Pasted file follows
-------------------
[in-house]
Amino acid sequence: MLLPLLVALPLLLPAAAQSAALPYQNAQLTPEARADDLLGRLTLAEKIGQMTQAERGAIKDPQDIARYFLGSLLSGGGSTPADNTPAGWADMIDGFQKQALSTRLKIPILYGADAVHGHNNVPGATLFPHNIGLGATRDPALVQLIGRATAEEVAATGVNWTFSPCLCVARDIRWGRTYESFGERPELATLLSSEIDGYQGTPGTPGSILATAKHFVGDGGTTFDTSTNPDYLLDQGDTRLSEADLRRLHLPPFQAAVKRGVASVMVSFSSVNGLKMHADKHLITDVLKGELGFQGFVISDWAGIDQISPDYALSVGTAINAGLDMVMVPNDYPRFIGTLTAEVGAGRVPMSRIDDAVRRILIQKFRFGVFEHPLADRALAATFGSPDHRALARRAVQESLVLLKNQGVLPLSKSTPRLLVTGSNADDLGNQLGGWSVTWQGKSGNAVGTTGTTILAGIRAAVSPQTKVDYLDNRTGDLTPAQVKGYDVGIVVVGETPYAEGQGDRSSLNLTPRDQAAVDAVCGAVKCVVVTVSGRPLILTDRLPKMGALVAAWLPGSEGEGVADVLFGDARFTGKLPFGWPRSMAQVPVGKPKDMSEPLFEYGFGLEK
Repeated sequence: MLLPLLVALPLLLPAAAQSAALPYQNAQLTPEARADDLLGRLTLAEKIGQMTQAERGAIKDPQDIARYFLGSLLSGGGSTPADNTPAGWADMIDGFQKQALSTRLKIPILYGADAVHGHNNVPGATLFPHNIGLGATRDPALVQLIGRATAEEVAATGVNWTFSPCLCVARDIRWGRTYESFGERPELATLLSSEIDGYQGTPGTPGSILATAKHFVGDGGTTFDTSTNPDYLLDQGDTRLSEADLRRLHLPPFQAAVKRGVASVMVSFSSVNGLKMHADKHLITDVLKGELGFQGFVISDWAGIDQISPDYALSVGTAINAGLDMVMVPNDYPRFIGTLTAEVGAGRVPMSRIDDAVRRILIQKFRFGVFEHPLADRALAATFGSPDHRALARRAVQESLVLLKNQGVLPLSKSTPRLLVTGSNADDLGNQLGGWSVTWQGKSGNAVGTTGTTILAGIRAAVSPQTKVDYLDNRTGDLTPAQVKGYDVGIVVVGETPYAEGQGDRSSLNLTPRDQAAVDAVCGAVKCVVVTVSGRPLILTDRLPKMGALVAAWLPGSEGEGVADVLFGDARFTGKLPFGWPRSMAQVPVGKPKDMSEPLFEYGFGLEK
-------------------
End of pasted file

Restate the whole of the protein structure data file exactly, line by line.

[in-house]
Amino acid sequence: MLLPLLVALPLLLPAAAQSAALPYQNAQLTPEARADDLLGRLTLAEKIGQMTQAERGAIKDPQDIARYFLGSLLSGGGSTPADNTPAGWADMIDGFQKQALSTRLKIPILYGADAVHGHNNVPGATLFPHNIGLGATRDPALVQLIGRATAEEVAATGVNWTFSPCLCVARDIRWGRTYESFGERPELATLLSSEIDGYQGTPGTPGSILATAKHFVGDGGTTFDTSTNPDYLLDQGDTRLSEADLRRLHLPPFQAAVKRGVASVMVSFSSVNGLKMHADKHLITDVLKGELGFQGFVISDWAGIDQISPDYALSVGTAINAGLDMVMVPNDYPRFIGTLTAEVGAGRVPMSRIDDAVRRILIQKFRFGVFEHPLADRALAATFGSPDHRALARRAVQESLVLLKNQGVLPLSKSTPRLLVTGSNADDLGNQLGGWSVTWQGKSGNAVGTTGTTILAGIRAAVSPQTKVDYLDNRTGDLTPAQVKGYDVGIVVVGETPYAEGQGDRSSLNLTPRDQAAVDAVCGAVKCVVVTVSGRPLILTDRLPKMGALVAAWLPGSEGEGVADVLFGDARFTGKLPFGWPRSMAQVPVGKPKDMSEPLFEYGFGLEK
Repeated sequence: MLLPLLVALPLLLPAAAQSAALPYQNAQLTPEARADDLLGRLTLAEKIGQMTQAERGAIKDPQDIARYFLGSLLSGGGSTPADNTPAGWADMIDGFQKQALSTRLKIPILYGADAVHGHNNVPGATLFPHNIGLGATRDPALVQLIGRATAEEVAATGVNWTFSPCLCVARDIRWGRTYESFGERPELATLLSSEIDGYQGTPGTPGSILATAKHFVGDGGTTFDTSTNPDYLLDQGDTRLSEADLRRLHLPPFQAAVKRGVASVMVSFSSVNGLKMHADKHLITDVLKGELGFQGFVISDWAGIDQISPDYALSVGTAINAGLDMVMVPNDYPRFIGTLTAEVGAGRVPMSRIDDAVRRILIQKFRFGVFEHPLADRALAATFGSPDHRALARRAVQESLVLLKNQGVLPLSKSTPRLLVTGSNADDLGNQLGGWSVTWQGKSGNAVGTTGTTILAGIRAAVSPQTKVDYLDNRTGDLTPAQVKGYDVGIVVVGETPYAEGQGDRSSLNLTPRDQAAVDAVCGAVKCVVVTVSGRPLILTDRLPKMGALVAAWLPGSEGEGVADVLFGDARFTGKLPFGWPRSMAQVPVGKPKDMSEPLFEYGFGLEK